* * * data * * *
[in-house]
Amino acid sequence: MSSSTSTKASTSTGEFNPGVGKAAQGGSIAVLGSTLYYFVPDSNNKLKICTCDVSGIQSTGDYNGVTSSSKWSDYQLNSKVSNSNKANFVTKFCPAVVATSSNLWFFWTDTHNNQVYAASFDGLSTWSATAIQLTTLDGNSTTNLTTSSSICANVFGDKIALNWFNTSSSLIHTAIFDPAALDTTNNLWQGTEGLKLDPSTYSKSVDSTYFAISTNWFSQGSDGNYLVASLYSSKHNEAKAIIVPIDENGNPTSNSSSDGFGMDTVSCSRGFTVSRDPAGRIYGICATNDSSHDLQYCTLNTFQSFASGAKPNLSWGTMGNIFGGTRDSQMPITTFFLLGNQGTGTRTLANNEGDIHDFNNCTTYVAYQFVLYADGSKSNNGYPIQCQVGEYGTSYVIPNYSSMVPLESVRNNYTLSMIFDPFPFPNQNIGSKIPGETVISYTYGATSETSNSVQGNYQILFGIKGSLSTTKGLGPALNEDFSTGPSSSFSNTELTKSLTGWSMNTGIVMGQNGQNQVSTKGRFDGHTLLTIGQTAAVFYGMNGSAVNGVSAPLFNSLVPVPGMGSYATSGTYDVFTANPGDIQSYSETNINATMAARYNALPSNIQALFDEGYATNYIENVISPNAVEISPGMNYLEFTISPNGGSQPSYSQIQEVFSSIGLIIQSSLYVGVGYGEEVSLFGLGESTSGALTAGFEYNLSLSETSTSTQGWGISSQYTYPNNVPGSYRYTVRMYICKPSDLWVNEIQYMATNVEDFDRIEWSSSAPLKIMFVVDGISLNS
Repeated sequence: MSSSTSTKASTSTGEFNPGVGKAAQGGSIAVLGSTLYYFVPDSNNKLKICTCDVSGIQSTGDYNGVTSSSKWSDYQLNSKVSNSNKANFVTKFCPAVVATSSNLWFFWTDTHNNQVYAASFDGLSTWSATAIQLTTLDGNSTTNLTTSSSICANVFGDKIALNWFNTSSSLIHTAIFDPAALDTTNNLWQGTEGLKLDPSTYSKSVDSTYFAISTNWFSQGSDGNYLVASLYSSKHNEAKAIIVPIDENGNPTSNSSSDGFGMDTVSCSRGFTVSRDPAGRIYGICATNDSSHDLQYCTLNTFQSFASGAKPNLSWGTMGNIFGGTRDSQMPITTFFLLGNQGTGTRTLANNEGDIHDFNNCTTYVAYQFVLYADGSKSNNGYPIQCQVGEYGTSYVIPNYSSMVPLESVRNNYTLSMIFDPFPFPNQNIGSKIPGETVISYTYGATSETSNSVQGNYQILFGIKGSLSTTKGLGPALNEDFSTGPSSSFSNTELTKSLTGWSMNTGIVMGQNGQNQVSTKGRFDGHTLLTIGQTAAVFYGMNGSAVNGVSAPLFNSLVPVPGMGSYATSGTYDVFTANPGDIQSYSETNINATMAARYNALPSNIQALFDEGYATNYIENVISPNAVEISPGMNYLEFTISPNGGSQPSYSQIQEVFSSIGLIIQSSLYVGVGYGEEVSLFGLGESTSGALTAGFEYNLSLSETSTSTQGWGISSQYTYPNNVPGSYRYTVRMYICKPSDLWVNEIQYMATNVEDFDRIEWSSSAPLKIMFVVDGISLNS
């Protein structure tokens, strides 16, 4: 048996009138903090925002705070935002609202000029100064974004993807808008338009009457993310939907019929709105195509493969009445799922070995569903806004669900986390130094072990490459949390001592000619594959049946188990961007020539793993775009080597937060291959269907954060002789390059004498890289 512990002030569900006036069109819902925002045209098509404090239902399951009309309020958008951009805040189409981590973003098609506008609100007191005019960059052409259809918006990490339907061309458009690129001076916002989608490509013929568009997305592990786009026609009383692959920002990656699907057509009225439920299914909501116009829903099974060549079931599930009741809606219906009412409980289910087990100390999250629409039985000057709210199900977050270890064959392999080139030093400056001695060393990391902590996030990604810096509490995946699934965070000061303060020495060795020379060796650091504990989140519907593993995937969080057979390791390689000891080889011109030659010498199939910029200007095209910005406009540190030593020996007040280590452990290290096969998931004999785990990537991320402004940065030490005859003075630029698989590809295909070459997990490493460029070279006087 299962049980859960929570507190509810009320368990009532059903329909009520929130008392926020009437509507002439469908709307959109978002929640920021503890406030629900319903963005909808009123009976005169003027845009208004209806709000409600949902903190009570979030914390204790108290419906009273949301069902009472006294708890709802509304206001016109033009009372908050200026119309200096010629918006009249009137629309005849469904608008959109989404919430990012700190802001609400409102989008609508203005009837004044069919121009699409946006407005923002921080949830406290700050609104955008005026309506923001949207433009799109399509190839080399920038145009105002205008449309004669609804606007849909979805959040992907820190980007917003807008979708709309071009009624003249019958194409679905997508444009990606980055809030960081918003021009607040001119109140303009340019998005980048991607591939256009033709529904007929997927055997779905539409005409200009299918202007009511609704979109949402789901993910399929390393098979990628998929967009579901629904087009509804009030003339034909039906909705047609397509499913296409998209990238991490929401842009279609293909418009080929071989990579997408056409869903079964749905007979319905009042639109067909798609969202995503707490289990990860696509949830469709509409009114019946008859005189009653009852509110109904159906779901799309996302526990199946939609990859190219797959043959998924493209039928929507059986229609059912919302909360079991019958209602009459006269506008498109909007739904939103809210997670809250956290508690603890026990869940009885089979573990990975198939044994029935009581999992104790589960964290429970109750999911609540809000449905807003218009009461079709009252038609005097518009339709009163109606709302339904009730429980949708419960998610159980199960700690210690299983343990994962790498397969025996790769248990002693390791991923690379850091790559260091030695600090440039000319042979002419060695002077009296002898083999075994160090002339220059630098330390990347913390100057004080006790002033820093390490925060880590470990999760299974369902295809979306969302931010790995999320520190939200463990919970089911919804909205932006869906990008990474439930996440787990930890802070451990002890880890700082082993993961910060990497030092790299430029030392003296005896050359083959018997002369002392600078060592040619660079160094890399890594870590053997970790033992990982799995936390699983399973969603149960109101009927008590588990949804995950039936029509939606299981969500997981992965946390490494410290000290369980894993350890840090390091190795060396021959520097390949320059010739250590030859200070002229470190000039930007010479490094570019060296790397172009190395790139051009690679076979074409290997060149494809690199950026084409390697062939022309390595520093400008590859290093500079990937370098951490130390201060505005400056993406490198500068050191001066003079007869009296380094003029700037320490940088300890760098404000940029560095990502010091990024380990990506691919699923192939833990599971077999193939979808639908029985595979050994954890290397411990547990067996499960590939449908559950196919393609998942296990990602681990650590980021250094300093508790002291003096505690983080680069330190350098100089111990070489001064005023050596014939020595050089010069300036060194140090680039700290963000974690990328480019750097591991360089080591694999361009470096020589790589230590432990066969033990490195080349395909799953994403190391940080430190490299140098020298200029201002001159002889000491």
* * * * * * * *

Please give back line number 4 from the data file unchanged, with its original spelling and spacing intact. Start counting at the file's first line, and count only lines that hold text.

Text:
């Protein structure tokens, strides 16, 4: 048996009138903090925002705070935002609202000029100064974004993807808008338009009457993310939907019929709105195509493969009445799922070995569903806004669900986390130094072990490459949390001592000619594959049946188990961007020539793993775009080597937060291959269907954060002789390059004498890289 512990002030569900006036069109819902925002045209098509404090239902399951009309309020958008951009805040189409981590973003098609506008609100007191005019960059052409259809918006990490339907061309458009690129001076916002989608490509013929568009997305592990786009026609009383692959920002990656699907057509009225439920299914909501116009829903099974060549079931599930009741809606219906009412409980289910087990100390999250629409039985000057709210199900977050270890064959392999080139030093400056001695060393990391902590996030990604810096509490995946699934965070000061303060020495060795020379060796650091504990989140519907593993995937969080057979390791390689000891080889011109030659010498199939910029200007095209910005406009540190030593020996007040280590452990290290096969998931004999785990990537991320402004940065030490005859003075630029698989590809295909070459997990490493460029070279006087 299962049980859960929570507190509810009320368990009532059903329909009520929130008392926020009437509507002439469908709307959109978002929640920021503890406030629900319903963005909808009123009976005169003027845009208004209806709000409600949902903190009570979030914390204790108290419906009273949301069902009472006294708890709802509304206001016109033009009372908050200026119309200096010629918006009249009137629309005849469904608008959109989404919430990012700190802001609400409102989008609508203005009837004044069919121009699409946006407005923002921080949830406290700050609104955008005026309506923001949207433009799109399509190839080399920038145009105002205008449309004669609804606007849909979805959040992907820190980007917003807008979708709309071009009624003249019958194409679905997508444009990606980055809030960081918003021009607040001119109140303009340019998005980048991607591939256009033709529904007929997927055997779905539409005409200009299918202007009511609704979109949402789901993910399929390393098979990628998929967009579901629904087009509804009030003339034909039906909705047609397509499913296409998209990238991490929401842009279609293909418009080929071989990579997408056409869903079964749905007979319905009042639109067909798609969202995503707490289990990860696509949830469709509409009114019946008859005189009653009852509110109904159906779901799309996302526990199946939609990859190219797959043959998924493209039928929507059986229609059912919302909360079991019958209602009459006269506008498109909007739904939103809210997670809250956290508690603890026990869940009885089979573990990975198939044994029935009581999992104790589960964290429970109750999911609540809000449905807003218009009461079709009252038609005097518009339709009163109606709302339904009730429980949708419960998610159980199960700690210690299983343990994962790498397969025996790769248990002693390791991923690379850091790559260091030695600090440039000319042979002419060695002077009296002898083999075994160090002339220059630098330390990347913390100057004080006790002033820093390490925060880590470990999760299974369902295809979306969302931010790995999320520190939200463990919970089911919804909205932006869906990008990474439930996440787990930890802070451990002890880890700082082993993961910060990497030092790299430029030392003296005896050359083959018997002369002392600078060592040619660079160094890399890594870590053997970790033992990982799995936390699983399973969603149960109101009927008590588990949804995950039936029509939606299981969500997981992965946390490494410290000290369980894993350890840090390091190795060396021959520097390949320059010739250590030859200070002229470190000039930007010479490094570019060296790397172009190395790139051009690679076979074409290997060149494809690199950026084409390697062939022309390595520093400008590859290093500079990937370098951490130390201060505005400056993406490198500068050191001066003079007869009296380094003029700037320490940088300890760098404000940029560095990502010091990024380990990506691919699923192939833990599971077999193939979808639908029985595979050994954890290397411990547990067996499960590939449908559950196919393609998942296990990602681990650590980021250094300093508790002291003096505690983080680069330190350098100089111990070489001064005023050596014939020595050089010069300036060194140090680039700290963000974690990328480019750097591991360089080591694999361009470096020589790589230590432990066969033990490195080349395909799953994403190391940080430190490299140098020298200029201002001159002889000491």